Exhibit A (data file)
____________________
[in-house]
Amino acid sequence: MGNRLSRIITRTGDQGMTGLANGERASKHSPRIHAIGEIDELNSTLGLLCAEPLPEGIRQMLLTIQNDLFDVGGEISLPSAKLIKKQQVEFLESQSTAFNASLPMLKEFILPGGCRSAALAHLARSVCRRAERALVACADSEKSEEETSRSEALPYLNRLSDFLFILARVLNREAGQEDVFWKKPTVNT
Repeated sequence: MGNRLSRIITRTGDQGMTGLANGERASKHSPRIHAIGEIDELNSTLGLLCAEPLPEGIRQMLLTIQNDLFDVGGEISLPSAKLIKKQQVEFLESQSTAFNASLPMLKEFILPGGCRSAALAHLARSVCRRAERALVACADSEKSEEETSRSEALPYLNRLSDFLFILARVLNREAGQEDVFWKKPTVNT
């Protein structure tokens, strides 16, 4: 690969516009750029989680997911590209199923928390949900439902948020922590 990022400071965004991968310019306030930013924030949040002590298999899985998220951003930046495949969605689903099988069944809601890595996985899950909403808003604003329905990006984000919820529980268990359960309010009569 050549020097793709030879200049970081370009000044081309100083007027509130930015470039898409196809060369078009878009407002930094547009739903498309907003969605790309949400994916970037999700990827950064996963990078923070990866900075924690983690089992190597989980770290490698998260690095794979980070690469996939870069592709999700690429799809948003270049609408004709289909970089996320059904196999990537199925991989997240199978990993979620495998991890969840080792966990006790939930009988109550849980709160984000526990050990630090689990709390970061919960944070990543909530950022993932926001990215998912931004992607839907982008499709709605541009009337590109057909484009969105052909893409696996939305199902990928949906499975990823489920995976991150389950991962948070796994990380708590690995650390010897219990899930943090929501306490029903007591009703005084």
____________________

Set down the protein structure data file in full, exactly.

[in-house]
Amino acid sequence: MGNRLSRIITRTGDQGMTGLANGERASKHSPRIHAIGEIDELNSTLGLLCAEPLPEGIRQMLLTIQNDLFDVGGEISLPSAKLIKKQQVEFLESQSTAFNASLPMLKEFILPGGCRSAALAHLARSVCRRAERALVACADSEKSEEETSRSEALPYLNRLSDFLFILARVLNREAGQEDVFWKKPTVNT
Repeated sequence: MGNRLSRIITRTGDQGMTGLANGERASKHSPRIHAIGEIDELNSTLGLLCAEPLPEGIRQMLLTIQNDLFDVGGEISLPSAKLIKKQQVEFLESQSTAFNASLPMLKEFILPGGCRSAALAHLARSVCRRAERALVACADSEKSEEETSRSEALPYLNRLSDFLFILARVLNREAGQEDVFWKKPTVNT
């Protein structure tokens, strides 16, 4: 690969516009750029989680997911590209199923928390949900439902948020922590 990022400071965004991968310019306030930013924030949040002590298999899985998220951003930046495949969605689903099988069944809601890595996985899950909403808003604003329905990006984000919820529980268990359960309010009569 050549020097793709030879200049970081370009000044081309100083007027509130930015470039898409196809060369078009878009407002930094547009739903498309907003969605790309949400994916970037999700990827950064996963990078923070990866900075924690983690089992190597989980770290490698998260690095794979980070690469996939870069592709999700690429799809948003270049609408004709289909970089996320059904196999990537199925991989997240199978990993979620495998991890969840080792966990006790939930009988109550849980709160984000526990050990630090689990709390970061919960944070990543909530950022993932926001990215998912931004992607839907982008499709709605541009009337590109057909484009969105052909893409696996939305199902990928949906499975990823489920995976991150389950991962948070796994990380708590690995650390010897219990899930943090929501306490029903007591009703005084």